11. ^ "Buile Hill Park". Salford Borough Council. https://docs.google.com/viewer?a=v&q=cache:ZN3C2c2j2wgJ:services.salford.gov.uk/solar_documents/CWCR141003U_0.PDF+%22Buile+Hill+estate%22&hl=en&gl=uk&pid=bl&srcid=ADGEESgvVoglM4mkD-9dtNJ8smWCrrTe3nLWPmM-QHN-RMuaJqsTXklB02_al6Ew7sb07x_aoMu5djXY-N7bcmKPUJh7H8s3ZdHiPVZkA5sJ64SrD0KnsXxrQU2nYbK9gmDPoo-ft3XX&sig=AHIEtbSibnT1uZoDCTc4WuC4q_RZNfZTWg. Retrieved 2012-02-16. 
  12. ^ "Lowry and Valette" at manchestergalleries.org
  13. ^ Brown, Mark (14 October 2011). "Exhibition for 'Monet of Manchester' who inspired Lowry". guardian.co.uk (London: Guardian News and Media). http://www.guardian.co.uk/artanddesign/2011/oct/14/exhibition-for-artist-who-inspired-lowry. Retrieved 21 October 2011. 
  14. ^ McLean, D. 1978
  15. ^ "L. S. Lowry". Britain Unlimited. http://www.britainunlimited.com/Biogs/Lowry.htm. Retrieved 8 November 2006. 
  16. ^ McLean, 1978.
  17. ^ For example, that when he was treated to lunch at The Ritz by the art dealer Andras Kalman, he asked if they did Egg and Chips, Daily Telegraph, Thursday 9 August 2007, Issue Number 47,332 p. 27.
  18. ^ www.isherwoodart.co.uk
  19. ^ "LS Lowry's brilliant but tragic protege gets her day in the sun" at independent.co.uk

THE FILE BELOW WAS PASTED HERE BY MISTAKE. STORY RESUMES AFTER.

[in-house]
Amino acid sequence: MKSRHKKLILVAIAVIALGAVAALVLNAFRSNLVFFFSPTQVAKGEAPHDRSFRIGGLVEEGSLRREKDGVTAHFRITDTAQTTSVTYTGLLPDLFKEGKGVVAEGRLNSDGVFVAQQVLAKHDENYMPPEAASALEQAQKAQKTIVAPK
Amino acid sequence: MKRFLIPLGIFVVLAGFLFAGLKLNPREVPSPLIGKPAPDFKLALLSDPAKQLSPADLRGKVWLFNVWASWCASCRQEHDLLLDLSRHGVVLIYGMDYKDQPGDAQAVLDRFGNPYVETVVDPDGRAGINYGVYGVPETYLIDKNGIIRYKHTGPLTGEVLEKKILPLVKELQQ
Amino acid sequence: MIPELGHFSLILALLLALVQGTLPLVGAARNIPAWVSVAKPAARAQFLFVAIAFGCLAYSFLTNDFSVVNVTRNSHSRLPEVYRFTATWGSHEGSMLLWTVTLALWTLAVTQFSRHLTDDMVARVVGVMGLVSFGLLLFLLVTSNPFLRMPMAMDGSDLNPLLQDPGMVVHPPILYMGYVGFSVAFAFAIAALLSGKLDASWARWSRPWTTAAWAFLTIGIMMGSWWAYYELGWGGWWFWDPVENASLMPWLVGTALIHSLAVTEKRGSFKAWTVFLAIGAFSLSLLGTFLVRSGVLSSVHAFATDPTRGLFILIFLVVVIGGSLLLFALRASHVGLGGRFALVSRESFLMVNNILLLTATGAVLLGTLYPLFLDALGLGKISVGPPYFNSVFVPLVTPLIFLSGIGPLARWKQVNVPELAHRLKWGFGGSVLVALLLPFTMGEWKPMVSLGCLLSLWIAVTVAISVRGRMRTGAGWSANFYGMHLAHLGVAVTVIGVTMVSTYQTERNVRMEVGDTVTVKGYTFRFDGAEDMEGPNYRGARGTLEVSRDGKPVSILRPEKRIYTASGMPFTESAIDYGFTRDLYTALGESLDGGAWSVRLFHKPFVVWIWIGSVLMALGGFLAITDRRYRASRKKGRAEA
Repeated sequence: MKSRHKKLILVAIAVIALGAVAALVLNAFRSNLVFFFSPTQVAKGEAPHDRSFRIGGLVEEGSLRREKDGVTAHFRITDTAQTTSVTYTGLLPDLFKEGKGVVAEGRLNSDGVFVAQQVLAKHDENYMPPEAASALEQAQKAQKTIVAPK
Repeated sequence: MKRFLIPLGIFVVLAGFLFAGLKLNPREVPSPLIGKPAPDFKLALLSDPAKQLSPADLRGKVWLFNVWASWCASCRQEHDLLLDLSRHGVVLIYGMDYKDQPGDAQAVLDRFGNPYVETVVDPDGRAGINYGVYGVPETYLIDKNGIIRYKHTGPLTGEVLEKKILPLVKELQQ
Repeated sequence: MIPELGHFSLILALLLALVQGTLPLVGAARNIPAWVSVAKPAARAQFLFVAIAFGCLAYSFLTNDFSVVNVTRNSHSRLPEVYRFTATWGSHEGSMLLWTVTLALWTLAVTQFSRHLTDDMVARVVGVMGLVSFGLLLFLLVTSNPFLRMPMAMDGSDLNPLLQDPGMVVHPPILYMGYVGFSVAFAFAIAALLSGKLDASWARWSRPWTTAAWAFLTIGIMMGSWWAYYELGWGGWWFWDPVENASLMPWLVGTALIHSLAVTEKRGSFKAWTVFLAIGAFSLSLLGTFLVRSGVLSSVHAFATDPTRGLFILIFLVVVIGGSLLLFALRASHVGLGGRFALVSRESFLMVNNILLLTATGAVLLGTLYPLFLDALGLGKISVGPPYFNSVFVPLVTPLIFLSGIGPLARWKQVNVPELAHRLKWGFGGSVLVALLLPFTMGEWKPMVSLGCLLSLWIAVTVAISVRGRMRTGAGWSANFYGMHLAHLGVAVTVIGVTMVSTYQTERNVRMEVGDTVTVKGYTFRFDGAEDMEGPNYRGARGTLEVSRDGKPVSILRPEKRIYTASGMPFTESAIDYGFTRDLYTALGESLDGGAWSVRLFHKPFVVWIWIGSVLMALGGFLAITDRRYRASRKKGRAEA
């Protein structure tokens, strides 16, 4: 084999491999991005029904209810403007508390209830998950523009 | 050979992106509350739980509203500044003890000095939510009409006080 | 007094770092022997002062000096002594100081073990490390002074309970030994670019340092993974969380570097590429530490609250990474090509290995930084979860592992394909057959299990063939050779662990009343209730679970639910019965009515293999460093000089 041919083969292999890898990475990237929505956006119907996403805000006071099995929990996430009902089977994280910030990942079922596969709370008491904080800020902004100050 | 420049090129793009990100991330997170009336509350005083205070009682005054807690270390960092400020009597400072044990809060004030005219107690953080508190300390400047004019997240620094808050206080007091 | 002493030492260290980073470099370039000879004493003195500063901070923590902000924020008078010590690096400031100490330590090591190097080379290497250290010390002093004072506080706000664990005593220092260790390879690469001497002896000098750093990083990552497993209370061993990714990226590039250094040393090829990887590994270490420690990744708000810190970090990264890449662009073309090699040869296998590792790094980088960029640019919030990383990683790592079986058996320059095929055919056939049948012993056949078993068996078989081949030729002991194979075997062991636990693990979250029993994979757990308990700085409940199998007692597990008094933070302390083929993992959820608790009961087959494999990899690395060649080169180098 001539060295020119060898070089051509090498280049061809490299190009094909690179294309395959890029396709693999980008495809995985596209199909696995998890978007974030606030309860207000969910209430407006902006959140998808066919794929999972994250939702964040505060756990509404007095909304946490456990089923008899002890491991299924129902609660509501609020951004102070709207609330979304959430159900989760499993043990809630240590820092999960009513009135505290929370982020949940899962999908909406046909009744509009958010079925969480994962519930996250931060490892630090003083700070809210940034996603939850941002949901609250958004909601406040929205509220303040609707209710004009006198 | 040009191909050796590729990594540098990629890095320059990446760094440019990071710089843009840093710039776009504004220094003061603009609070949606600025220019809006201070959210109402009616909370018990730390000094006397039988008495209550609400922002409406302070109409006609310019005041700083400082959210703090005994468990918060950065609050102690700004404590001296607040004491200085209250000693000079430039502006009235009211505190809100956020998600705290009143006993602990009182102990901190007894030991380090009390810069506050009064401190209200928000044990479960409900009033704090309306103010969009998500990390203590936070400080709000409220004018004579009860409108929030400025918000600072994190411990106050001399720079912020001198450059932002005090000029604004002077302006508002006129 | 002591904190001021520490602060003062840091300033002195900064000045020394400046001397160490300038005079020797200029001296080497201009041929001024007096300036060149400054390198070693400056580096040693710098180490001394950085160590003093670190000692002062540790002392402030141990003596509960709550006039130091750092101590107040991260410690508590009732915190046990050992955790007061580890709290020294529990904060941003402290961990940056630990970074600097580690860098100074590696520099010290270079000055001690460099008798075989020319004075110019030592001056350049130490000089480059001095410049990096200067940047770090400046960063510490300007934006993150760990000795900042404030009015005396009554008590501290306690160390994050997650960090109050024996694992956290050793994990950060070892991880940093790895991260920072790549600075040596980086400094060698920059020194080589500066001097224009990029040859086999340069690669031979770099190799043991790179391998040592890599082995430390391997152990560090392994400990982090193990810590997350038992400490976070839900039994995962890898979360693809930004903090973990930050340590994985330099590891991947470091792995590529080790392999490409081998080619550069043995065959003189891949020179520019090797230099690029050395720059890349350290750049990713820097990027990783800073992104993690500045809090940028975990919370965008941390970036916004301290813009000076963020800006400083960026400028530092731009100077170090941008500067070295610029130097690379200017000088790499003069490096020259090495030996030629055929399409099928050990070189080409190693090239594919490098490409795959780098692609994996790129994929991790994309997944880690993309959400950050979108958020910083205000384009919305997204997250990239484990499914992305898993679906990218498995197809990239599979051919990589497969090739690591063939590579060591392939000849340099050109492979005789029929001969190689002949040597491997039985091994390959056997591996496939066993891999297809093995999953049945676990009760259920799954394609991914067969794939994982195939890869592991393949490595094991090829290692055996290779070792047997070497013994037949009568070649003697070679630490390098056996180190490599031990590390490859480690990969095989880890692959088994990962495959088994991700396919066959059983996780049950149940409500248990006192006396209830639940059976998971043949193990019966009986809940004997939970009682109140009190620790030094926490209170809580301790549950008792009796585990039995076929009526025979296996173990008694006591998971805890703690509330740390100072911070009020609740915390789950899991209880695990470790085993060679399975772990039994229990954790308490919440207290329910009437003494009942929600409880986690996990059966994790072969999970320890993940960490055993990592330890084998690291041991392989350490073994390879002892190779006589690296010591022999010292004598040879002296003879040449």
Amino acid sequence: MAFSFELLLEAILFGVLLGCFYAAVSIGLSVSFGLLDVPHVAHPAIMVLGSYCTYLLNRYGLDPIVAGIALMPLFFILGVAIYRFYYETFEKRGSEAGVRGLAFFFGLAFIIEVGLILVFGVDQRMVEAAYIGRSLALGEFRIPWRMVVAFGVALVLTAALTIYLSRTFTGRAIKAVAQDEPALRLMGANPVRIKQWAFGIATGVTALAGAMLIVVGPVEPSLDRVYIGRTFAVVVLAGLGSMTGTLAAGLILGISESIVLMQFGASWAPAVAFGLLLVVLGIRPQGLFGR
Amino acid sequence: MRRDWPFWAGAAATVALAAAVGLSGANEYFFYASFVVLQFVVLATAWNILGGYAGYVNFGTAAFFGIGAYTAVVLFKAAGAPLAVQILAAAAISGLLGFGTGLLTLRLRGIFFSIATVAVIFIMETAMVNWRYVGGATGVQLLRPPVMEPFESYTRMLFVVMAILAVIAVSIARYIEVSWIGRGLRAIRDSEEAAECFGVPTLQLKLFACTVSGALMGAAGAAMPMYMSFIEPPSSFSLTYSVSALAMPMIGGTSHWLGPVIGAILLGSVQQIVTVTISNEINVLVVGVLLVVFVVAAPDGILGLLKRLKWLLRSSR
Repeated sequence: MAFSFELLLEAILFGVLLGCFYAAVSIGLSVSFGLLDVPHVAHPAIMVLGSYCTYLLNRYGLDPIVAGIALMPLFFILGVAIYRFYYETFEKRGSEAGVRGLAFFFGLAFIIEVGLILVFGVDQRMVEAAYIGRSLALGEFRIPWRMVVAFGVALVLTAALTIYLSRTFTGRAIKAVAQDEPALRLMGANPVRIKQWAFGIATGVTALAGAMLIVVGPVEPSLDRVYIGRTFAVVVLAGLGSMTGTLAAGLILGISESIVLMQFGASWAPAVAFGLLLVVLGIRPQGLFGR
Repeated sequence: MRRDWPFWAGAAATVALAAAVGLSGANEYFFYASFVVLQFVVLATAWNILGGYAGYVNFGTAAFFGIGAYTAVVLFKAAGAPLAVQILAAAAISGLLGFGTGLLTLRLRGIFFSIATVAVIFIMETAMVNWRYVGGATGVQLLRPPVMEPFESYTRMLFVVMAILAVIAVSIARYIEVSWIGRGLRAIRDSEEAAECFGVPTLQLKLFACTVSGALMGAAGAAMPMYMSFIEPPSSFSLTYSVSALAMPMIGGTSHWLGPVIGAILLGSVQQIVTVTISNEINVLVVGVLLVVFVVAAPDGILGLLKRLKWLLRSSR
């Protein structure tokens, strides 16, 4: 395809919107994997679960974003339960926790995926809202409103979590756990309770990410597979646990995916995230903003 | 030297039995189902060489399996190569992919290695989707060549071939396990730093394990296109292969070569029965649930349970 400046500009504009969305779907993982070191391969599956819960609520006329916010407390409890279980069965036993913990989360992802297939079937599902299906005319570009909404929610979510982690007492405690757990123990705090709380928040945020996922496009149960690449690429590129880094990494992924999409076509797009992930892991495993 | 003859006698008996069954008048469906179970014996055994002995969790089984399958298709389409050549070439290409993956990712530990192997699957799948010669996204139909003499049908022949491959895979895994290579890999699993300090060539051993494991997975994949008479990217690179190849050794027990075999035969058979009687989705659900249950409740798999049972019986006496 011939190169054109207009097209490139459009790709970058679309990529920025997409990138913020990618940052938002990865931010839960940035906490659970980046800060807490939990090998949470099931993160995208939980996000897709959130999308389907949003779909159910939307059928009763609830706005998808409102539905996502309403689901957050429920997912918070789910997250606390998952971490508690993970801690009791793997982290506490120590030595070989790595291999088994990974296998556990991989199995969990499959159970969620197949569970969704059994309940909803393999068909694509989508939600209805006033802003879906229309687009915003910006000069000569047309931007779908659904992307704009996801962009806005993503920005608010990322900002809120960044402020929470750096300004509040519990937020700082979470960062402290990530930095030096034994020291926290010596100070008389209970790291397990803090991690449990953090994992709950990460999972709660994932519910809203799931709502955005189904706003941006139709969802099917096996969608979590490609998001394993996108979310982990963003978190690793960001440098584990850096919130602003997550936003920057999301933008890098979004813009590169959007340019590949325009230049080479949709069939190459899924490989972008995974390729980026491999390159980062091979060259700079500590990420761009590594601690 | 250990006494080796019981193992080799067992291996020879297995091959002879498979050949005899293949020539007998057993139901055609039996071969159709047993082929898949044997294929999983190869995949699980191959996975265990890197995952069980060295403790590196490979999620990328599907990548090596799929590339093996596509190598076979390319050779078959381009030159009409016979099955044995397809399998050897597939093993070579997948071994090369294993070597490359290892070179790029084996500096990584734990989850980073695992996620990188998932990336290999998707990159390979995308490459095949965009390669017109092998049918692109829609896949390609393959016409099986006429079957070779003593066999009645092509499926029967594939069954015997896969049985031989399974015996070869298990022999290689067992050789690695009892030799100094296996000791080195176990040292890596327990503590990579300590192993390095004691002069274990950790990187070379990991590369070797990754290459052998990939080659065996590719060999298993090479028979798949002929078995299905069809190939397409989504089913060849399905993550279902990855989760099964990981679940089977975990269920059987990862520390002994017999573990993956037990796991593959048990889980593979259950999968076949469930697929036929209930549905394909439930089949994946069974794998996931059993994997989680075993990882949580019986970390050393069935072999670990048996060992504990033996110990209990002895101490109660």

20. ^ Nikkhah, Roya (16 October 2010). "Hidden LS Lowry drawings reveal artist's erotic stirrings". The Telegraph (London: Telegraph Media Group). http://www.telegraph.co.uk/culture/art/art-news/8068169/Hidden-LS-Lowry-drawings-reveal-artists-erotic-stirrings.html. 
  21. ^ "Dream exhibition for City fan Ben". citylife.co.uk. 10 February 2009 - Ben, of course, also follows the great Lowry in another respect – his support and devotion to Manchester City. http://www.citylife.co.uk/arts/news/12433_dream_exhibition_for_city_fan_ben. 
  22. ^ "Lowry's 'hidden' football painting could set £4.5m record at auction... but what would he make of his beloved Manchester City today?". Daily Mail. 31 January 2011. http://www.dailymail.co.uk/news/article-1352093/Lowrys-hidden-football-painting-set-4-5m-record-auction--make-beloved-Manchester-City-today.html. Retrieved 13 September 2011. 
  23. ^ "The dark side of the matchstick man", by Angela Levin at dailymail.co.uk
  24. ^ Thorpe, Vanessa (25 March 2007). "Lowry's dark imagination comes to light". The Observer (Guardian News and Media Limited). http://www.guardian.co.uk/uk/2007/mar/25/artnews.art. Retrieved 28 April 2012. 
  25. ^ Osuh, Chris (26 March 2007). "Let Lowrys see the light". Manchester Evening News (MEN media). http://menmedia.co.uk/manchestereveningnews/news/s/1002835_let_lowrys_see_the_light. Retrieved 28 April 2012.